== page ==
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Market Evidence of Misperceived Prices and Mistaken Mortality Risks

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  • Jay Bhattacharya
  • Dana Goldman
  • Neeraj Sood

Abstract

We construct and implement a test of rational consumer behavior in a highstakes financial market. In particular, we test whether consumers make systematic mistakes in perceiving their mortality risks. We implement this test using data from secondary life insurance markets where consumers with a lifethreatening illness sell their life insurance policies to firms in return for an up-front payment. We compare predictions from two models: one with consumers who correctly perceive their mortality risk, and one with consumers who are misguided about their life expectancy, and find that our data are most consistent with the predictions made by the second model.

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Bibliographic Info

Paper provided by National Bureau of Economic Research, Inc in its series NBER Working Papers with number 9863.

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Date of creation: Jul 2003
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Publication status: published as Bhattacharya, Jay & Goldman, Dana & Sood, Neeraj, 2009. "Market evidence of misperceived mortality risk," Journal of Economic Behavior & Organization, Elsevier, vol. 72(1), pages 451-462, October.
Handle: RePEc:nbr:nberwo:9863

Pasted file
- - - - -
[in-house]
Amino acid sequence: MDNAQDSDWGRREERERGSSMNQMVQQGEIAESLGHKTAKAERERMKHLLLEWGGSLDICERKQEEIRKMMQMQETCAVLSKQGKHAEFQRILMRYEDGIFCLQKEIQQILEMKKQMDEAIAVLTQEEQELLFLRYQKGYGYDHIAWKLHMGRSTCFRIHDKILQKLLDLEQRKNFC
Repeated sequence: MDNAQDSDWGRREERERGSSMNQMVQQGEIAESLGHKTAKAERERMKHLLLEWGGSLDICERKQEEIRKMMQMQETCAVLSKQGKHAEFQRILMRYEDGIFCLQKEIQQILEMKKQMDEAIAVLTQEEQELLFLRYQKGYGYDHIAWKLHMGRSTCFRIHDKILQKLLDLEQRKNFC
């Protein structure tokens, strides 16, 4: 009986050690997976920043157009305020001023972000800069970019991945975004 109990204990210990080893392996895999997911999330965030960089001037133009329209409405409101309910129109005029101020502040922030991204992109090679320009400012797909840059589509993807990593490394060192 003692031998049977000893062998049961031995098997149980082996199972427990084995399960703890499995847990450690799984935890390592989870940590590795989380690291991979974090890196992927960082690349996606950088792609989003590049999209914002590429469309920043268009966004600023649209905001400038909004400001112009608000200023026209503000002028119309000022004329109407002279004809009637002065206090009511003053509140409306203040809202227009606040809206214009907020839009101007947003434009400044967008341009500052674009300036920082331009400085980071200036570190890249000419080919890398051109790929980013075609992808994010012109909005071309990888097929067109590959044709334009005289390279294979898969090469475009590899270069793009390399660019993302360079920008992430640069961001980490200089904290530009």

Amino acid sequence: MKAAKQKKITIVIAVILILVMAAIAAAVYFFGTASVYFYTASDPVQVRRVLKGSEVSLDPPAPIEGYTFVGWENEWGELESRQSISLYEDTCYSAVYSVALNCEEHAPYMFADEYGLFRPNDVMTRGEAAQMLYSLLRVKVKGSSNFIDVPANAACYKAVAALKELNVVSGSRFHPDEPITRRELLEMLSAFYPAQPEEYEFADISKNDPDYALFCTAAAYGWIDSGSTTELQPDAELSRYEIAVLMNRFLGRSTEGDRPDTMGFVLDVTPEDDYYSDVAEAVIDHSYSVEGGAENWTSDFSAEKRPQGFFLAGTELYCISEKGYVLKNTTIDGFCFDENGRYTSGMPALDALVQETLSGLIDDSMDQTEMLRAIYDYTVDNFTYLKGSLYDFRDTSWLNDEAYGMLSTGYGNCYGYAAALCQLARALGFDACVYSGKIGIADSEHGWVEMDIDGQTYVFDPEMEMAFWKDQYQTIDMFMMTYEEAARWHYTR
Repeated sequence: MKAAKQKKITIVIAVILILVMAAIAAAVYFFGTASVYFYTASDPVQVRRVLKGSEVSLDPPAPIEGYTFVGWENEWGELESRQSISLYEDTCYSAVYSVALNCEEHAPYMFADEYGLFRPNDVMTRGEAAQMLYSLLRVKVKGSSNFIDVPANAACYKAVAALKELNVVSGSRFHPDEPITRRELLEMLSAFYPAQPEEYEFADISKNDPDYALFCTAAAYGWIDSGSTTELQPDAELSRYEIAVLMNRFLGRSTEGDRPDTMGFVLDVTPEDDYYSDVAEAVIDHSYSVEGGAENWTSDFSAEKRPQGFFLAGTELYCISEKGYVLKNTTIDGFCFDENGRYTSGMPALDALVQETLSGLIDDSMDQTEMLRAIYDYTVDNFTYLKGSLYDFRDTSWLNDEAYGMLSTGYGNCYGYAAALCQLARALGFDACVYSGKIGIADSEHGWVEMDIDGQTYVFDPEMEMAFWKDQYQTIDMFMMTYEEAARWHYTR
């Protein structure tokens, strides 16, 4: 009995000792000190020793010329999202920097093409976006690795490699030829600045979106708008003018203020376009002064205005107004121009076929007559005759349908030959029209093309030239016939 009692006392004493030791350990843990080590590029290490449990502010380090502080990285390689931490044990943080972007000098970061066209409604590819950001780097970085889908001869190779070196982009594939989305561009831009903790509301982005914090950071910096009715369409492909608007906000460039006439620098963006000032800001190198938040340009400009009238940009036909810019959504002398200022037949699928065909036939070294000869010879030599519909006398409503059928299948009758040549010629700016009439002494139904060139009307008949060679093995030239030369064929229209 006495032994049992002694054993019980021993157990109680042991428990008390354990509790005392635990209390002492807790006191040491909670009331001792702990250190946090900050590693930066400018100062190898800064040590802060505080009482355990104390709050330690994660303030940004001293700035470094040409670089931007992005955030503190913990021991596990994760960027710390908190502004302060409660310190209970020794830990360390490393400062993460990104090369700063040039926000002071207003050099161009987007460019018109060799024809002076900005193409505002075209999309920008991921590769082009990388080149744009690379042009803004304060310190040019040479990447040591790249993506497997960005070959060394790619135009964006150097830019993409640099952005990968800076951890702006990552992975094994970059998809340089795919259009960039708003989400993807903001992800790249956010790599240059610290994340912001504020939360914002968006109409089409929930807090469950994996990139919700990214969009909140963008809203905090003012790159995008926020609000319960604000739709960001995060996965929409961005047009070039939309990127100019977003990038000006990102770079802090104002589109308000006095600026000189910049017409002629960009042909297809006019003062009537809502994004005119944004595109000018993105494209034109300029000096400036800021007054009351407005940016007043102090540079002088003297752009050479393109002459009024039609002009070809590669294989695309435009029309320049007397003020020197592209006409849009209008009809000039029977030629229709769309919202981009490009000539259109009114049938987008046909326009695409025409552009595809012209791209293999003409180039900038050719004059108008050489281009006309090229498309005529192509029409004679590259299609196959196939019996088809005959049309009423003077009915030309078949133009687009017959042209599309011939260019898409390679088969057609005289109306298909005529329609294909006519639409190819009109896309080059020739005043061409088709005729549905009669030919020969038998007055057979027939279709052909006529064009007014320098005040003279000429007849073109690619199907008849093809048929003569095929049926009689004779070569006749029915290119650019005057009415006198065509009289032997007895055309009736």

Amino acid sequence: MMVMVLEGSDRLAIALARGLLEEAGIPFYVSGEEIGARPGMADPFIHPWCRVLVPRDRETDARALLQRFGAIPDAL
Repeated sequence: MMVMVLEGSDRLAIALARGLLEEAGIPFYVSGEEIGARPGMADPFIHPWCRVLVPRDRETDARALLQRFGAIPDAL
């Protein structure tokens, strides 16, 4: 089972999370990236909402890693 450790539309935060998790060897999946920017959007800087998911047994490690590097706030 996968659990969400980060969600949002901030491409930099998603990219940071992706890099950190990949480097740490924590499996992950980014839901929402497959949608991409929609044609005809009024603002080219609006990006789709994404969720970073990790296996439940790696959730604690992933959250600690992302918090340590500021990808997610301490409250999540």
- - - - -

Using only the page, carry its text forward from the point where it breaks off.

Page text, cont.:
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  1. Sendhil Mullainathan & Richard H. Thaler, 2000. "Behavioral Economics," NBER Working Papers 7948, National Bureau of Economic Research, Inc.
  2. Rothschild, Michael & Stiglitz, Joseph E, 1976. "Equilibrium in Competitive Insurance Markets: An Essay on the Economics of Imperfect Information," The Quarterly Journal of Economics, MIT Press, vol. 90(4), pages 630-49, November.
  3. Amos Tversky & Daniel Kahneman, 1979. "Prospect Theory: An Analysis of Decision under Risk," Levine's Working Paper Archive 7656, David K. Levine.
  4. Laibson, David I., 1997. "Golden Eggs and Hyperbolic Discounting," Scholarly Articles 4481499, Harvard University Department of Economics.
  5. Terrance Odean, 1998. "Are Investors Reluctant to Realize Their Losses?," Journal of Finance, American Finance Association, vol. 53(5), pages 1775-1798, October.
  6. Matthew Rabin., 1997. "Psychology and Economics," Economics Working Papers 97-251, University of California at Berkeley.
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Cited by:
  1. Francesco Squintani & Alvaro Sandroni, 2007. "Overconfidence, Insurance and Paternalism," Economics Discussion Papers 643, University of Essex, Department of Economics.
  2. Yamamoto, Shinichi & Yoneyama, Takau & Kwon, W. Jean, 2012. "An Experimental Study On Adverse Selection And Moral Hazard," Hitotsubashi Journal of commerce and management, Hitotsubashi University, vol. 46(1), pages 51-64, January.
  3. Alma Cohen & Peter Siegelman, 2010. "Testing for Adverse Selection in Insurance Markets," Journal of Risk & Insurance, The American Risk and Insurance Association, vol. 77(1), pages 39-84.

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